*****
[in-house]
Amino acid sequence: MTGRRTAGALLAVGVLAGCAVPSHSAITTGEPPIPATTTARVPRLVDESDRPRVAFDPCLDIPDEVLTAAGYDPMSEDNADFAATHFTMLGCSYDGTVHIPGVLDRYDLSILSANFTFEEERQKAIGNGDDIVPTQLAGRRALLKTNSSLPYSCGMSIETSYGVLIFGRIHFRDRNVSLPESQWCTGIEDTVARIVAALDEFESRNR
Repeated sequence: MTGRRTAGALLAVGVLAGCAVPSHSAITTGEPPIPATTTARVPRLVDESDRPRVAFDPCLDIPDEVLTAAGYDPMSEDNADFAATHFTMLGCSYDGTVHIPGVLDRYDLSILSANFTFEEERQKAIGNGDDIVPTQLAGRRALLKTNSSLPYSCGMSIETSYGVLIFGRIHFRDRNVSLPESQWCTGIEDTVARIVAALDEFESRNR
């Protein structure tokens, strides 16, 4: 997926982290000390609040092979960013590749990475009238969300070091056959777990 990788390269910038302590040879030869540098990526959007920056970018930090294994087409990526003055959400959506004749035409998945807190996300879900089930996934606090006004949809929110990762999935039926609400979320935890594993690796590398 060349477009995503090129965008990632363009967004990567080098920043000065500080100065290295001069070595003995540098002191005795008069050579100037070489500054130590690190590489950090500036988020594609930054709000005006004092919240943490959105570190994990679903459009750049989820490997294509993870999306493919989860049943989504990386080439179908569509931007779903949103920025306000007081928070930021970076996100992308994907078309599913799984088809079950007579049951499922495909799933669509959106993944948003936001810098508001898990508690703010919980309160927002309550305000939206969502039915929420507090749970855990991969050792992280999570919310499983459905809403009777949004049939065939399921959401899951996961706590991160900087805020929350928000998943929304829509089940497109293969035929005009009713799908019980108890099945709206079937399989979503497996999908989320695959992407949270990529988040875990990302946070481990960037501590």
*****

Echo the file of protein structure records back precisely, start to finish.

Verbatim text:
[in-house]
Amino acid sequence: MTGRRTAGALLAVGVLAGCAVPSHSAITTGEPPIPATTTARVPRLVDESDRPRVAFDPCLDIPDEVLTAAGYDPMSEDNADFAATHFTMLGCSYDGTVHIPGVLDRYDLSILSANFTFEEERQKAIGNGDDIVPTQLAGRRALLKTNSSLPYSCGMSIETSYGVLIFGRIHFRDRNVSLPESQWCTGIEDTVARIVAALDEFESRNR
Repeated sequence: MTGRRTAGALLAVGVLAGCAVPSHSAITTGEPPIPATTTARVPRLVDESDRPRVAFDPCLDIPDEVLTAAGYDPMSEDNADFAATHFTMLGCSYDGTVHIPGVLDRYDLSILSANFTFEEERQKAIGNGDDIVPTQLAGRRALLKTNSSLPYSCGMSIETSYGVLIFGRIHFRDRNVSLPESQWCTGIEDTVARIVAALDEFESRNR
């Protein structure tokens, strides 16, 4: 997926982290000390609040092979960013590749990475009238969300070091056959777990 990788390269910038302590040879030869540098990526959007920056970018930090294994087409990526003055959400959506004749035409998945807190996300879900089930996934606090006004949809929110990762999935039926609400979320935890594993690796590398 060349477009995503090129965008990632363009967004990567080098920043000065500080100065290295001069070595003995540098002191005795008069050579100037070489500054130590690190590489950090500036988020594609930054709000005006004092919240943490959105570190994990679903459009750049989820490997294509993870999306493919989860049943989504990386080439179908569509931007779903949103920025306000007081928070930021970076996100992308994907078309599913799984088809079950007579049951499922495909799933669509959106993944948003936001810098508001898990508690703010919980309160927002309550305000939206969502039915929420507090749970855990991969050792992280999570919310499983459905809403009777949004049939065939399921959401899951996961706590991160900087805020929350928000998943929304829509089940497109293969035929005009009713799908019980108890099945709206079937399989979503497996999908989320695959992407949270990529988040875990990302946070481990960037501590």